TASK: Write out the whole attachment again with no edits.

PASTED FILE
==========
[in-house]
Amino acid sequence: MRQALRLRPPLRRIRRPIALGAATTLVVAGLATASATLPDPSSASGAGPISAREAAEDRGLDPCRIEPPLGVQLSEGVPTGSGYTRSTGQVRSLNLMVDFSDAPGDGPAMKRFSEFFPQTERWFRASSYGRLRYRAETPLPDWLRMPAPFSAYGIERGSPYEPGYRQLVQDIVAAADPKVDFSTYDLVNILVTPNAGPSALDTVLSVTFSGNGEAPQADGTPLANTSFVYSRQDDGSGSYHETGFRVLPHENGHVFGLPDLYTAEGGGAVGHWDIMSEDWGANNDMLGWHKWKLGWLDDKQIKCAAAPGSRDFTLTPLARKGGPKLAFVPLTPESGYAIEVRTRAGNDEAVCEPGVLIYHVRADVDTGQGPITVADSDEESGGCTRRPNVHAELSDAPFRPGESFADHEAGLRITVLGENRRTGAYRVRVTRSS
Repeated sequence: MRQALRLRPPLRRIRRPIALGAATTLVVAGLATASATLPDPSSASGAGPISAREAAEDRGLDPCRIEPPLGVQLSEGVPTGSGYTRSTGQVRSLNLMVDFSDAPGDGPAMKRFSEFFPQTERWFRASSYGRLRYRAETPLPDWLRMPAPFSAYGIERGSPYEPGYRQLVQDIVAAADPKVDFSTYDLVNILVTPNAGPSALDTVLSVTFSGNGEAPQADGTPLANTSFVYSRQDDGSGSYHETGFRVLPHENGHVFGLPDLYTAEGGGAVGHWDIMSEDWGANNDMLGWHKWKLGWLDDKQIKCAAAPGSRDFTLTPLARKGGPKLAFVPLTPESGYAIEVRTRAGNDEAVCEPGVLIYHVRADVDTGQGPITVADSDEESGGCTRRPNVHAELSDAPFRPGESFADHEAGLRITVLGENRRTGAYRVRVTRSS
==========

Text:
[in-house]
Amino acid sequence: MRQALRLRPPLRRIRRPIALGAATTLVVAGLATASATLPDPSSASGAGPISAREAAEDRGLDPCRIEPPLGVQLSEGVPTGSGYTRSTGQVRSLNLMVDFSDAPGDGPAMKRFSEFFPQTERWFRASSYGRLRYRAETPLPDWLRMPAPFSAYGIERGSPYEPGYRQLVQDIVAAADPKVDFSTYDLVNILVTPNAGPSALDTVLSVTFSGNGEAPQADGTPLANTSFVYSRQDDGSGSYHETGFRVLPHENGHVFGLPDLYTAEGGGAVGHWDIMSEDWGANNDMLGWHKWKLGWLDDKQIKCAAAPGSRDFTLTPLARKGGPKLAFVPLTPESGYAIEVRTRAGNDEAVCEPGVLIYHVRADVDTGQGPITVADSDEESGGCTRRPNVHAELSDAPFRPGESFADHEAGLRITVLGENRRTGAYRVRVTRSS
Repeated sequence: MRQALRLRPPLRRIRRPIALGAATTLVVAGLATASATLPDPSSASGAGPISAREAAEDRGLDPCRIEPPLGVQLSEGVPTGSGYTRSTGQVRSLNLMVDFSDAPGDGPAMKRFSEFFPQTERWFRASSYGRLRYRAETPLPDWLRMPAPFSAYGIERGSPYEPGYRQLVQDIVAAADPKVDFSTYDLVNILVTPNAGPSALDTVLSVTFSGNGEAPQADGTPLANTSFVYSRQDDGSGSYHETGFRVLPHENGHVFGLPDLYTAEGGGAVGHWDIMSEDWGANNDMLGWHKWKLGWLDDKQIKCAAAPGSRDFTLTPLARKGGPKLAFVPLTPESGYAIEVRTRAGNDEAVCEPGVLIYHVRADVDTGQGPITVADSDEESGGCTRRPNVHAELSDAPFRPGESFADHEAGLRITVLGENRRTGAYRVRVTRSS